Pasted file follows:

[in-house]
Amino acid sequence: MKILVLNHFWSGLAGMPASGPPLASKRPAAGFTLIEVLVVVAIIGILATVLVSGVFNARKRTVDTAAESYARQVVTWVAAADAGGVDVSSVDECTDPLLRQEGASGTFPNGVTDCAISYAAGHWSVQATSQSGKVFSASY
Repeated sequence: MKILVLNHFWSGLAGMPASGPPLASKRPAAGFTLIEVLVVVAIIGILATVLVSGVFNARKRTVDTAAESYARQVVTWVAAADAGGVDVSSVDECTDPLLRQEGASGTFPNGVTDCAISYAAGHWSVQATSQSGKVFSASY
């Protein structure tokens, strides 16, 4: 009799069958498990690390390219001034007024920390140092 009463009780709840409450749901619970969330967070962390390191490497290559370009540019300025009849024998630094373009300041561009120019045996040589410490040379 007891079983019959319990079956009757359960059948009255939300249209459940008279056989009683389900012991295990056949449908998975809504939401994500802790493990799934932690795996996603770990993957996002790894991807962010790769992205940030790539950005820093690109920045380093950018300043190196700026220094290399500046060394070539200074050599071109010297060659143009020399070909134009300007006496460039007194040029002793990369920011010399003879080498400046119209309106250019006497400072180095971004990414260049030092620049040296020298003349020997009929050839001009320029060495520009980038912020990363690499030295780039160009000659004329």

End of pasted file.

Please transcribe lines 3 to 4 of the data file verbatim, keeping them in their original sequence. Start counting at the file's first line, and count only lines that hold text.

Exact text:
Repeated sequence: MKILVLNHFWSGLAGMPASGPPLASKRPAAGFTLIEVLVVVAIIGILATVLVSGVFNARKRTVDTAAESYARQVVTWVAAADAGGVDVSSVDECTDPLLRQEGASGTFPNGVTDCAISYAAGHWSVQATSQSGKVFSASY
């Protein structure tokens, strides 16, 4: 009799069958498990690390390219001034007024920390140092 009463009780709840409450749901619970969330967070962390390191490497290559370009540019300025009849024998630094373009300041561009120019045996040589410490040379 007891079983019959319990079956009757359960059948009255939300249209459940008279056989009683389900012991295990056949449908998975809504939401994500802790493990799934932690795996996603770990993957996002790894991807962010790769992205940030790539950005820093690109920045380093950018300043190196700026220094290399500046060394070539200074050599071109010297060659143009020399070909134009300007006496460039007194040029002793990369920011010399003879080498400046119209309106250019006497400072180095971004990414260049030092620049040296020298003349020997009929050839001009320029060495520009980038912020990363690499030295780039160009000659004329």